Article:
Why SA is losing war on crime

2009-10-03 16:05

PRESIDENT Jacob Zuma heard horses-mouth accounts of police corruption and crime from the top cops he met in Pretoria this week who told him why they were losing the battle against the underworld.

Their accounts chimed with an Independent Complaints Directorate report which showed a frightening growth in ­police violence, deaths in detention and criminal charges against police ­officers.

The ICD is a police institution which investigates deaths caused by cops as well as members of the public’s complaints of crimes and misconduct against them.

Speaking freely behind closed doors, the station commanders told the president of their battles with corrupt officers who take bribes, steal dockets and ­befriend criminals instead of apprehending them.

“We were happy to be given the opportunity to tell him our problems,” City Press was told by one of the commanders. “He (Zuma) told us that he heard our concerns and that he would attend to them.”

A commander told City Press that the list of problems presented to the president included the full range of logistical deficiencies that prevented them from doing their jobs. This included a lack of vehicles, telephones, proper buildings and trained personnel.

Serious discipline problems were ­reported to the president, another ­commander said.

“You know this (South African Police Service) training method is very poor. It’s really frustrating. They don’t even know when to salute their seniors. We have ill-disciplined, weak police officers. They can’t even recognise the types of crimes people bring to the police station.”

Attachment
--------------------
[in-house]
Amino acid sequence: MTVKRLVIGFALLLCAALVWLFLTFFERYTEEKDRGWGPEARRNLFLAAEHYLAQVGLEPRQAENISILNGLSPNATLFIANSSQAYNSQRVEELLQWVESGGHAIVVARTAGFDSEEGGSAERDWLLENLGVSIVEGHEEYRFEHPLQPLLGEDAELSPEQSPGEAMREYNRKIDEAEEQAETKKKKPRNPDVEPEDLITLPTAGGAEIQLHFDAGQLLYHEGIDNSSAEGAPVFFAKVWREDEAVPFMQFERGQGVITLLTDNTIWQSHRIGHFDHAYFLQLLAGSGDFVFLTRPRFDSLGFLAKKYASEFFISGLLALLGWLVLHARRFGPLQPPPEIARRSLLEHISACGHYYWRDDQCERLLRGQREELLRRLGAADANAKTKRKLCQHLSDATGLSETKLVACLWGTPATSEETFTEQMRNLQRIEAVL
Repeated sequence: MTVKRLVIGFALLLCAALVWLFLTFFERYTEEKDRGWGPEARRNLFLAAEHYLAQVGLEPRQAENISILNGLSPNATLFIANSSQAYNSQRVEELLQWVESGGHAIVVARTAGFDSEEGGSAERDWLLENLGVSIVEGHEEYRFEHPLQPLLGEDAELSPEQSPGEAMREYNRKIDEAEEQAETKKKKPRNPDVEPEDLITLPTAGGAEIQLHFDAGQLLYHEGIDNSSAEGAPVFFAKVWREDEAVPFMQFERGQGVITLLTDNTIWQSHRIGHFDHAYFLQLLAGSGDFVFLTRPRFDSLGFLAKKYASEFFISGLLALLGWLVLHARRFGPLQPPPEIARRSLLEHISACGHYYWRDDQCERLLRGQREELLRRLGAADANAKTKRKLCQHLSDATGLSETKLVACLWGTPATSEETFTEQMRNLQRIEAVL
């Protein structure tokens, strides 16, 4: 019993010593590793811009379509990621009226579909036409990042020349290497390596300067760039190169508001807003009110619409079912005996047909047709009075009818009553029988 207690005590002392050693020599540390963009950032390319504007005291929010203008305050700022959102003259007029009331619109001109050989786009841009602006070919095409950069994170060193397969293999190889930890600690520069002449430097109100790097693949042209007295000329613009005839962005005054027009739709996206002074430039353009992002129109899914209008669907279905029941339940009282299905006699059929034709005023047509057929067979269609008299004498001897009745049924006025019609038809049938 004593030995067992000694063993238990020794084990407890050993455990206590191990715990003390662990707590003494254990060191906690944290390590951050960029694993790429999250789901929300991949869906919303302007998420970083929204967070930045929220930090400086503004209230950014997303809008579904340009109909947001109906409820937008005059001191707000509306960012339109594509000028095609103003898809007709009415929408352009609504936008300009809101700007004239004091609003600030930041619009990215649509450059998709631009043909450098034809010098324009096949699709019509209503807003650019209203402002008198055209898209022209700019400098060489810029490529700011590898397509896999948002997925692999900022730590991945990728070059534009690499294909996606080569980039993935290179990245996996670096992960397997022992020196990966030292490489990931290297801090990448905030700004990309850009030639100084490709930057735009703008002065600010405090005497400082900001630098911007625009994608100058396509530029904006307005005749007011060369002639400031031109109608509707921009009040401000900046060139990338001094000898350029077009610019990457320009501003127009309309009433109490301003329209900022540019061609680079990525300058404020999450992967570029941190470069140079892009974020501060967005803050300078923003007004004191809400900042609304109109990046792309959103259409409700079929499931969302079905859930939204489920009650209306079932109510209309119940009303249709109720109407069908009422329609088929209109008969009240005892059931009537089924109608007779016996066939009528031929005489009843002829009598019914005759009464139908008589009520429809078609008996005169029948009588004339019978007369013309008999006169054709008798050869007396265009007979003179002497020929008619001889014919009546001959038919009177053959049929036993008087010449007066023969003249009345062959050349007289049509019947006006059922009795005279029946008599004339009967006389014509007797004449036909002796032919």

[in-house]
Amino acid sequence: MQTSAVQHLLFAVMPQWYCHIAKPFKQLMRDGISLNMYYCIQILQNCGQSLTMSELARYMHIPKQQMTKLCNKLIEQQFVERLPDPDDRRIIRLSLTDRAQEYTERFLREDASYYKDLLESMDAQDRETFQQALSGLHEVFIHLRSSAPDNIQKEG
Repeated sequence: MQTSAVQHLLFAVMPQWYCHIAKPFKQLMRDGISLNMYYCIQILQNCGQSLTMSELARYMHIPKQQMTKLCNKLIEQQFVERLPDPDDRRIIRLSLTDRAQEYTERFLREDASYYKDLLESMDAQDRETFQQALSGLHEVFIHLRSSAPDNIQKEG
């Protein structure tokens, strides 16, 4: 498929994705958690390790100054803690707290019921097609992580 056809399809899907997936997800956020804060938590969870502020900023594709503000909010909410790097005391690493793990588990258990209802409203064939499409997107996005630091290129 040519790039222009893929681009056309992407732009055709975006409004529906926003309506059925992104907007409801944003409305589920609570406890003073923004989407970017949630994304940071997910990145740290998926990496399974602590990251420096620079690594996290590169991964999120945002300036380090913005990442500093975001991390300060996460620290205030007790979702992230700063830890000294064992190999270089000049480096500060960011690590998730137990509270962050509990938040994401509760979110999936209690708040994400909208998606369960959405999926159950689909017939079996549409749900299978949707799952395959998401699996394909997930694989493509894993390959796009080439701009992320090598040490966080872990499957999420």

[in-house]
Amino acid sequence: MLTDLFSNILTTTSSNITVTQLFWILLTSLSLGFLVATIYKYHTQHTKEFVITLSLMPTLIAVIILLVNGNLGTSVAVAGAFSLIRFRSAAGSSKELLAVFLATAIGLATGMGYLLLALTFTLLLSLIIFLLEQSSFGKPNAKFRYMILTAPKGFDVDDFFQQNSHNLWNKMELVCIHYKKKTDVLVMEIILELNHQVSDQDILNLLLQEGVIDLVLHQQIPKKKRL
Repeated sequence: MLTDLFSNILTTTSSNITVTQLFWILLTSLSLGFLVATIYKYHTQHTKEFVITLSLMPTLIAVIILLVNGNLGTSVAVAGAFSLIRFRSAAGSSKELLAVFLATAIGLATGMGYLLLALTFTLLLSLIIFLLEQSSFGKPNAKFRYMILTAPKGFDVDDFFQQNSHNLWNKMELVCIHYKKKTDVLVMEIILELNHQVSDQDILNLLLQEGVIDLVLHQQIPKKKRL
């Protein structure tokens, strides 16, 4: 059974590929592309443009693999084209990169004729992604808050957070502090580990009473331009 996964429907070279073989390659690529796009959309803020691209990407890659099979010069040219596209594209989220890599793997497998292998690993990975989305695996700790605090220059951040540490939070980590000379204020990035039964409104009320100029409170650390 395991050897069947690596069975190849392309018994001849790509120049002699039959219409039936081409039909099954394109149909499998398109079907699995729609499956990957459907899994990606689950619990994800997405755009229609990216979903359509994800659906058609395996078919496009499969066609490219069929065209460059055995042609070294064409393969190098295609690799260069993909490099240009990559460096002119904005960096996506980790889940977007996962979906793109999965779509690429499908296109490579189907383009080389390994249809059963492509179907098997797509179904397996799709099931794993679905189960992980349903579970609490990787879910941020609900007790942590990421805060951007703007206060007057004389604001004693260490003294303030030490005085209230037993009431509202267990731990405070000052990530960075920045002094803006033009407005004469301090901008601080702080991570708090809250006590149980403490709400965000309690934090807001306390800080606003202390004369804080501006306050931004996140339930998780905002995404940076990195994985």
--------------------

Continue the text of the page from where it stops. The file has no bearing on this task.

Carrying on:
Commanders also alleged that many of their police officers were corrupt. “They are on the payroll of criminals.”
These officers, Zuma was told, were ­responsible for the disappearance of dockets. They were also unwilling to arrest South Africa’s big criminals.

“Many police officers are involved in crime themselves.”

The ICD yearly report reveals that a record number of 6?119 criminal and other complaints against policemen had been registered at the ICD in 2008/09.

Deaths in police custody and deaths as a result of police action are up from 621 in 2005/06 to 912 in 2008/09.

Criminal complaints against police officers increased by 32% from 1?643 in 2005/06 to 2?285 in 2008/09.

And this may not be the complete picture, said crime researcher and author Dr?Antony Altbeker. He believed the increases in police crimes and deaths in custody quoted in the ICD report were too low. “I am sure there is more. I do not believe this number.”

Referring to the 15% increase in deaths caused by the police, Altbeker said the statistics were “quite shocking”.

It was hard to know why it happened and what was driving it, he added.

How was police management treating the problem of growing violent and criminal tendencies in the police service?

“All irregular acts and practices from our members are dealt with accordingly, within the existing laws,” said police spokesperson assistant Commissioner Nonkululeko Mbatha, on behalf of ­national Commissioner Bheki Cele.

To compound the problem, the ICD is as ill-equipped to deal with the cop-crime problem as the police service is to deal with South Africa’s crime woes.

The ICD managed to complete only 55% of its workload, according to its report.

Of the 5?395 cases concluded between April last year and March this year, 1?201 complaints were substantiated.

This included 270 death, 33 domestic ­violence, 373 criminal and 525 misconduct cases. A total of 3?882 complaints were judged as unsubstantiated.

Asked why the ICD completed only half of its work, ICD head Francois Beukman replied that the directorate had dealt with the majority of the “most serious crimes”.


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